Assumption of Blessed Mary & St Nicholas

A very fine Grade I listed church built around 1370 in water meadows, it was originally moated.

About this church

The church is mainly 14th century, built by Sir William de Etchingham, Lord of the Manor. The church was orignally contained within the Manor's grounds and moat, but the railway station now stands in the place of the long since disappeared Manor building.

Following a devastating flood in 2000, the church has been restored and fortunately made a full recovery. It has what is probably the oldest brass weathervane in England, still in its original position on top of the tower.

Key Features

  • Captivating architecture
  • Spectacular stained glass
  • Magnificent memorials
  • Glorious furnishings
  • Fascinating churchyard
  • Social heritage stories
  • National heritage here

Visitors information

  • Bus stop within 100m
  • Level access to the main areas
  • On street parking at church
  • Parking within 250m
  • Café within 500m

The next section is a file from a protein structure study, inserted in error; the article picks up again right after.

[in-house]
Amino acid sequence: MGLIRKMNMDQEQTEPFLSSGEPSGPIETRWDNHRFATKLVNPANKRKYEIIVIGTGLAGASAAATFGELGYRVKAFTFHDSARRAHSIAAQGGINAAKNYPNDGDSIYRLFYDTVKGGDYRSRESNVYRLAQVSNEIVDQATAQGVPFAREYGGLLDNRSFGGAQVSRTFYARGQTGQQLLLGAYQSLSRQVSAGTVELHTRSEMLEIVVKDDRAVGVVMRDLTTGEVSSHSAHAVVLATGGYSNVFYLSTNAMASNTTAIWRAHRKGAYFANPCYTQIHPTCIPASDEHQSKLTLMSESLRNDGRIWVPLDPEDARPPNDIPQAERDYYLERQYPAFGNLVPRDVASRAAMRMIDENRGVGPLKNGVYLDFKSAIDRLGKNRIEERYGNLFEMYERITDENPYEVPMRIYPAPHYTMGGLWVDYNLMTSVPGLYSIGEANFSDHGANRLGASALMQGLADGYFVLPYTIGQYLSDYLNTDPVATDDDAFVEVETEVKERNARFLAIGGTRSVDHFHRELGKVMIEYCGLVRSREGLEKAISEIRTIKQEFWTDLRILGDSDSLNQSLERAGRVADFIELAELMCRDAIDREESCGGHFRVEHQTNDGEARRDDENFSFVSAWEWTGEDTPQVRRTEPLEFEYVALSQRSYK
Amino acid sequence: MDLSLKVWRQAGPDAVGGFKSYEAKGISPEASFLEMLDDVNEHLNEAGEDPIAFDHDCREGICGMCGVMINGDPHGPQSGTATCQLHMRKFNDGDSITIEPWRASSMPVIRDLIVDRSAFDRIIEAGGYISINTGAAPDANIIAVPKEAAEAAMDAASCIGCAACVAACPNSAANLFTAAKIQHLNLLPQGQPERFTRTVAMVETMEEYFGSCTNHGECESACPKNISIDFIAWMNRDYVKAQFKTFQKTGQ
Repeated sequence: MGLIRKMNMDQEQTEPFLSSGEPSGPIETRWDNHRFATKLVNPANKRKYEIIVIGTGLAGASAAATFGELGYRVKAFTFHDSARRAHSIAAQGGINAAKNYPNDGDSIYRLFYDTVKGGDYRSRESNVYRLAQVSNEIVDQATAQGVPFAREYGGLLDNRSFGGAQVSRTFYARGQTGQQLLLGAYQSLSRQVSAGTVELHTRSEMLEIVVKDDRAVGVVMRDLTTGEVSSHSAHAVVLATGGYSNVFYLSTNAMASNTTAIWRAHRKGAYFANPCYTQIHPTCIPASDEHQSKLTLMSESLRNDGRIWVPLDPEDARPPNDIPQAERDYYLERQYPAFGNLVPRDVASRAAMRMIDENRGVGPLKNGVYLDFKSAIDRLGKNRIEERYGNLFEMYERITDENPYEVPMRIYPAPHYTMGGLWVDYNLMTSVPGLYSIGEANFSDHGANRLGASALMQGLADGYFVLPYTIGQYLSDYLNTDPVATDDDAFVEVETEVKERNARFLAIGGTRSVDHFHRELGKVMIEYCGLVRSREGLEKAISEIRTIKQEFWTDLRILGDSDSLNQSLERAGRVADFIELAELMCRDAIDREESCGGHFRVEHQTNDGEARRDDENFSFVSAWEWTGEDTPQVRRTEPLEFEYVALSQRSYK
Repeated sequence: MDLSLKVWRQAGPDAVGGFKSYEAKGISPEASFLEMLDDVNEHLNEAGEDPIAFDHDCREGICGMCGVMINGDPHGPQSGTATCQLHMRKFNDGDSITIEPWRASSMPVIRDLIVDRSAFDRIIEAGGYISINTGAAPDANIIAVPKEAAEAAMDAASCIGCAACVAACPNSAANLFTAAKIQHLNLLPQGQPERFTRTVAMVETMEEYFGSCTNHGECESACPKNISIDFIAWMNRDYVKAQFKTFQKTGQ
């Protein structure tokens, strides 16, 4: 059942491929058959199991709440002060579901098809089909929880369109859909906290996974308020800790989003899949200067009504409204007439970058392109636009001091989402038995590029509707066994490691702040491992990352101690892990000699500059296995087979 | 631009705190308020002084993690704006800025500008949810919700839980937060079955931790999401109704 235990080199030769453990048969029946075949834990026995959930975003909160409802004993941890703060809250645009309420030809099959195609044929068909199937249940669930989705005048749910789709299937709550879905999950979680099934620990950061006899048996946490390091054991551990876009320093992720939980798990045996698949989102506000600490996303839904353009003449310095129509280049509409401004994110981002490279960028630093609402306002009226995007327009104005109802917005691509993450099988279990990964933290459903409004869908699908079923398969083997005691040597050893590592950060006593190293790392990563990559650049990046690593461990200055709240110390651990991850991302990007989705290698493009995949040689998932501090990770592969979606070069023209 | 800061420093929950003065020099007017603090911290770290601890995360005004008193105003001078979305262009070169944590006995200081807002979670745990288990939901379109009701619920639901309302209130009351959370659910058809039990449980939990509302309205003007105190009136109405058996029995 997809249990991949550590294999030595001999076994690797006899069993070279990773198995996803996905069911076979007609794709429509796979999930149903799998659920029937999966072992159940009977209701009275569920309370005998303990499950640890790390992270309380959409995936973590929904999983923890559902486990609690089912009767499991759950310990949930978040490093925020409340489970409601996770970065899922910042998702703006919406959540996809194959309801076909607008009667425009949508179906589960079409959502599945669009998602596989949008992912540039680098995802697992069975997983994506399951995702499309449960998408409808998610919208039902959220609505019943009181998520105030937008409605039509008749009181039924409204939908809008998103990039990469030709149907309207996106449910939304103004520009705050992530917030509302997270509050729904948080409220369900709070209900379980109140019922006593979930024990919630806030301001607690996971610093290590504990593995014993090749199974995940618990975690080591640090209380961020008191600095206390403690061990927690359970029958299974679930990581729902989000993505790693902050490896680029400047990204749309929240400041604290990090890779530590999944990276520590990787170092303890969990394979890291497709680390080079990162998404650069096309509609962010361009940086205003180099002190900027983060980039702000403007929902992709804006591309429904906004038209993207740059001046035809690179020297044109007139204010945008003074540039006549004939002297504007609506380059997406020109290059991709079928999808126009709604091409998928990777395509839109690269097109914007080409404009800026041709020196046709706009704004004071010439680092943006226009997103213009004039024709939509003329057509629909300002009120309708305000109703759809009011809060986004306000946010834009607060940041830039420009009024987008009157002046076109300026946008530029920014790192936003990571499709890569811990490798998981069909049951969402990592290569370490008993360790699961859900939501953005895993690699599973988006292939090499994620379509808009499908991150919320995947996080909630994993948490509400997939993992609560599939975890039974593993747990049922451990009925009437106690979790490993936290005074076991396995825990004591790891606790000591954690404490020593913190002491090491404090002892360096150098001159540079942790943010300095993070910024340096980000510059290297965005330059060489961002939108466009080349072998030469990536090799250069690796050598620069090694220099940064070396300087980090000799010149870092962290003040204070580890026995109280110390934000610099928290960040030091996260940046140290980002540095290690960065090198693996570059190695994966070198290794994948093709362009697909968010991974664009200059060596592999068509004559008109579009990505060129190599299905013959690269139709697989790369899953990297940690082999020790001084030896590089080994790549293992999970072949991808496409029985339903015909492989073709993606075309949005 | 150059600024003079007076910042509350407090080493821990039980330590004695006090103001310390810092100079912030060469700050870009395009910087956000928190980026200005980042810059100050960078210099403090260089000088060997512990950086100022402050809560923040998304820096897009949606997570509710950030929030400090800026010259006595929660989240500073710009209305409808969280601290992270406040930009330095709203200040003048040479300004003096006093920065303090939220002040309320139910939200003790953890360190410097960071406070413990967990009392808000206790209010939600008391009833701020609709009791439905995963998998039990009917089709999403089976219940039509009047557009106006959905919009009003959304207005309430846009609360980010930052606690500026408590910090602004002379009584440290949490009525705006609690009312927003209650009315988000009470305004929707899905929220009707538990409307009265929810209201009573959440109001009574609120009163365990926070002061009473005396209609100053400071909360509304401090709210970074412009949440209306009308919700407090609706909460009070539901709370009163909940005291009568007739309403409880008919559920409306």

• Dog friendly
  • Walkers & cyclists welcome

Other nearby churches

St Mary

Records from the 12th century mention a church at Ticehurst, but the present building is thought to have been built by Sir William de Etchingham after completing nearby Etchingham church in the 1370s.

St Laurence

It is likely that there has been a church on this site from at least 1100, maybe earlier, when Hawkhurst belonged to the Abbot of Wye, and then of Battle.

St Thomas a Becket

St Thomas a Becket church is mentioned in the Domesday Book and dates from the 12th century which leads many to believe that the church was probably redecated to Thomas a Beckett at a later date.

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